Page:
dinsdag 19 mei 2015

Why you never need to be afraid of 'Dryclean Only' again!

What do you when you see 'dryclean only' on the label in a garment? Let it hang on the rail in the shop and carry on searching? Have you noticed that a lot of clothes in the sale of expensive (online) shops often carry this advice in the label? Well, it is often very unnecessary advice, however nicely intended  (the aim after all is to keep the quality of the item as good as possible for a certain length of time).
Here is my advice; have a closer look! What is the piece actually made off? To give you an example, I have a knitted jumper made of 100% cotton where the label says 'Dryclean Only'. I beg of you, cotton to the dry cleaners? OK, it is Marc Jacobs (found at, reduced to a ridiculous price, wasn't I lucky!) But still, taking such an item to the dry cleaners is taking a simple cotton jumper far too seriously!

I have found that all manner of mixes of silk, wool, cotton and linen can easily be washed in the machine on the handwash/wool/silk program on a low temperature with special detergent. Of course, I wouldn't gamble on fitted items like jackets or a weddingdress but most other items are absolutely fine in your own humble laundryroom. I use good old Woolite for wool & silk but I'm sure you could use the standard supermarket fine detergent as well. The machine does a far better job than you can do yourself with a bucket or in the sink in keeping the right temperature, length of rinsing etc. I wash these delicate clothes on 20 Degrees Celsius, that is actually quite cold water! 'Handwarm' which feels comfortable because it is close to our body temperature of 37 Degrees, is far far to warm.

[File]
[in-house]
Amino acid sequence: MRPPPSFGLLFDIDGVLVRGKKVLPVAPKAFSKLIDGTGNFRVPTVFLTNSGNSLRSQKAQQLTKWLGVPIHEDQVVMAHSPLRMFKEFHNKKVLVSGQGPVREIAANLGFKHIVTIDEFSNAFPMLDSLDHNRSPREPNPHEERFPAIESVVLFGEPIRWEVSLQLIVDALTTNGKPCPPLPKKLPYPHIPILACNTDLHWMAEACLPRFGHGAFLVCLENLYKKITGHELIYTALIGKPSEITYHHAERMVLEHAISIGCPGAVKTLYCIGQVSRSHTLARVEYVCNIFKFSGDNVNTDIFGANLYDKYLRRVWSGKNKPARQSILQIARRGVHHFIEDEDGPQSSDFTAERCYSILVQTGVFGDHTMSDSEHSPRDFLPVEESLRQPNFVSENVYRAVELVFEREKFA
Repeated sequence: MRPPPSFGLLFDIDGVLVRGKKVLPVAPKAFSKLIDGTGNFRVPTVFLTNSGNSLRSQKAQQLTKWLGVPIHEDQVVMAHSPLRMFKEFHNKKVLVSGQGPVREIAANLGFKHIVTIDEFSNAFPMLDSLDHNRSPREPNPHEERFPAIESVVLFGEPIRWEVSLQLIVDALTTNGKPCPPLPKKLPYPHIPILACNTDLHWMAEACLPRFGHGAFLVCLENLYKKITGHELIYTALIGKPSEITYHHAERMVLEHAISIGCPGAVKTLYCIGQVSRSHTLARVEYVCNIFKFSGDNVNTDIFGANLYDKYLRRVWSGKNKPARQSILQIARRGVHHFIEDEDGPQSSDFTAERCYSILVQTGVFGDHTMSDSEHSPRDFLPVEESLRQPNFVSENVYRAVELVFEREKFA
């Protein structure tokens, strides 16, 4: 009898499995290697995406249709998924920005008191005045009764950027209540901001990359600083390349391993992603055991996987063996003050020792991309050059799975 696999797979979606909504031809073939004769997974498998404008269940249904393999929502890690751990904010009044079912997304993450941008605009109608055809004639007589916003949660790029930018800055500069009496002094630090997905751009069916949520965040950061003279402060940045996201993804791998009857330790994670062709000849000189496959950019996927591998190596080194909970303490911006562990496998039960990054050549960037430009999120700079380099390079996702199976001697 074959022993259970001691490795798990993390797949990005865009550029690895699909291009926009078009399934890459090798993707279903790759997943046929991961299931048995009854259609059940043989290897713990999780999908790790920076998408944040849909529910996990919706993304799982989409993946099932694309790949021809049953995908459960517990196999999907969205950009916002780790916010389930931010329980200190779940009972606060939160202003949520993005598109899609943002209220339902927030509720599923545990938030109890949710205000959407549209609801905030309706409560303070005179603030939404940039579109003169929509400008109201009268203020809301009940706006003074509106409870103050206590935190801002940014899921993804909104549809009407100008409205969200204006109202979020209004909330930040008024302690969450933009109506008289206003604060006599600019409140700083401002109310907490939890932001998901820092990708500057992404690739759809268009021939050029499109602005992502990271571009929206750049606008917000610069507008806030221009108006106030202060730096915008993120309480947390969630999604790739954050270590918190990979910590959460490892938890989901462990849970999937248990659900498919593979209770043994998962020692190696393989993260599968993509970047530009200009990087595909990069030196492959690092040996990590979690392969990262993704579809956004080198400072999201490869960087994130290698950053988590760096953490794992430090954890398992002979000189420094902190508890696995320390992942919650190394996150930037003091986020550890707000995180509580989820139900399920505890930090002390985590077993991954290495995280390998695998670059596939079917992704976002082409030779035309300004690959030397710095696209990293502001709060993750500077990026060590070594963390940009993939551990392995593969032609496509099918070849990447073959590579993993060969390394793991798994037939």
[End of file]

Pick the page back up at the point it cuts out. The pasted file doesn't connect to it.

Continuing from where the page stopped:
An other reason why people stay clear of things they need to hand wash or bring to the dry cleaners is the difficulty of having just the one item that needs special treatment. I have never been deterred from delicate fabrics, not even when my boys were babies. The trick is to own loads of delicate 'handwash' or 'dryclean only' items. After wearing  I store them in a special laundry bag. This is a safety measure as my dear husband often does the bulk-washes (towels, bedding, very soiled boys' trousers) and doesn't always sort things carefully. After a few traumatic incidents with my beautiful clothes I became wiser! You need a bit of stash of things to wash but you should only fill up half the drum so you do not really need that many fine clothes after all! (need is as flexible as chewing gum here)

Straight after washing I let the clothes dry on a hanger or flat on a airing rack. Here is my latest 'dry clean only' item: a silk and linen blend blouse by Isabel Marant (in the Outnet sale, hurray!). I'll iron it soon and show you in my next post!
Isabel Marant silk and linen blouse

Do you have special clothes maintenance tricks?

Please share in the comments! I would love to hear from you and I always try to respond...

See you next time,


3 opmerkingen:

  1. Great info here! I know many people stay away from Dry clean only. I like your explaination, and yes I wouldnt take cotton to the dry cleaners. I think it all depends on the garment, how many wears etc. INteresting postand I like your top!

    Thank you for linking up with Turning Heads Tuesday!
    jess xx

  2. Thanks! I forgot to mention cupro and viscose. I have a couple of items that say dry clean only or handwash but an equal amount of cupro-mixes which label says 40 degrees Celsius. So it is always a matter of knowing your fabrics and making your own mind up!

  3. Thanks so much for sharing with Fun Fashion Friday!

    Dawn Lucy


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